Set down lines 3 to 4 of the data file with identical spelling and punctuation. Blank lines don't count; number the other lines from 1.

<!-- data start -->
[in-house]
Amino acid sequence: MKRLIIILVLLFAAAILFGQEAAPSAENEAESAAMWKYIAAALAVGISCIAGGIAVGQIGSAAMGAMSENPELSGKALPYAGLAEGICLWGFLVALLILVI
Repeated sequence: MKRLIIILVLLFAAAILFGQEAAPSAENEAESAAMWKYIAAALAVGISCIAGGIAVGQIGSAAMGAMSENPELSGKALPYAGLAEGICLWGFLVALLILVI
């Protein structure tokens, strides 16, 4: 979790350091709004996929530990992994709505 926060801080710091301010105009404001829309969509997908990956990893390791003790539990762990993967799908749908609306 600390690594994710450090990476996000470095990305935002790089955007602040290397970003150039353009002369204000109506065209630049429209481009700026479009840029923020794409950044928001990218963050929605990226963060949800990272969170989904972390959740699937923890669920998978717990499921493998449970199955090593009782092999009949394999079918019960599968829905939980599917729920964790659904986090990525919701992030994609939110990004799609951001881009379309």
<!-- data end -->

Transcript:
Repeated sequence: MKRLIIILVLLFAAAILFGQEAAPSAENEAESAAMWKYIAAALAVGISCIAGGIAVGQIGSAAMGAMSENPELSGKALPYAGLAEGICLWGFLVALLILVI
């Protein structure tokens, strides 16, 4: 979790350091709004996929530990992994709505 926060801080710091301010105009404001829309969509997908990956990893390791003790539990762990993967799908749908609306 600390690594994710450090990476996000470095990305935002790089955007602040290397970003150039353009002369204000109506065209630049429209481009700026479009840029923020794409950044928001990218963050929605990226963060949800990272969170989904972390959740699937923890669920998978717990499921493998449970199955090593009782092999009949394999079918019960599968829905939980599917729920964790659904986090990525919701992030994609939110990004799609951001881009379309």